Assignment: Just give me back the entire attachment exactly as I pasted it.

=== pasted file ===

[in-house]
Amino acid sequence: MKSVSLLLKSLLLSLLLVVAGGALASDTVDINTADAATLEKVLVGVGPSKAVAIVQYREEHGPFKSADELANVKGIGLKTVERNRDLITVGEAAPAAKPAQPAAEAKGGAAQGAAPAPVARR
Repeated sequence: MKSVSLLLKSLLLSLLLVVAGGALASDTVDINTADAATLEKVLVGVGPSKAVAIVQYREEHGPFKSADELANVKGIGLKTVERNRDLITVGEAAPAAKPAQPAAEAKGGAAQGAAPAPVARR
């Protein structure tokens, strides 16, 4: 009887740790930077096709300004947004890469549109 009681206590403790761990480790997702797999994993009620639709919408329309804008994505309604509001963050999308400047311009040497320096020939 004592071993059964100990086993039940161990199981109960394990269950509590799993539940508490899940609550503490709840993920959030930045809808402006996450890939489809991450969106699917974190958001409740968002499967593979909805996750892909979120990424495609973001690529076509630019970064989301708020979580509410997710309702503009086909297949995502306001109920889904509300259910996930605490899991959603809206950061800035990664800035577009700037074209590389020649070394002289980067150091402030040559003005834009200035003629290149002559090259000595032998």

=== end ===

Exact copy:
[in-house]
Amino acid sequence: MKSVSLLLKSLLLSLLLVVAGGALASDTVDINTADAATLEKVLVGVGPSKAVAIVQYREEHGPFKSADELANVKGIGLKTVERNRDLITVGEAAPAAKPAQPAAEAKGGAAQGAAPAPVARR
Repeated sequence: MKSVSLLLKSLLLSLLLVVAGGALASDTVDINTADAATLEKVLVGVGPSKAVAIVQYREEHGPFKSADELANVKGIGLKTVERNRDLITVGEAAPAAKPAQPAAEAKGGAAQGAAPAPVARR
């Protein structure tokens, strides 16, 4: 009887740790930077096709300004947004890469549109 009681206590403790761990480790997702797999994993009620639709919408329309804008994505309604509001963050999308400047311009040497320096020939 004592071993059964100990086993039940161990199981109960394990269950509590799993539940508490899940609550503490709840993920959030930045809808402006996450890939489809991450969106699917974190958001409740968002499967593979909805996750892909979120990424495609973001690529076509630019970064989301708020979580509410997710309702503009086909297949995502306001109920889904509300259910996930605490899991959603809206950061800035990664800035577009700037074209590389020649070394002289980067150091402030040559003005834009200035003629290149002559090259000595032998």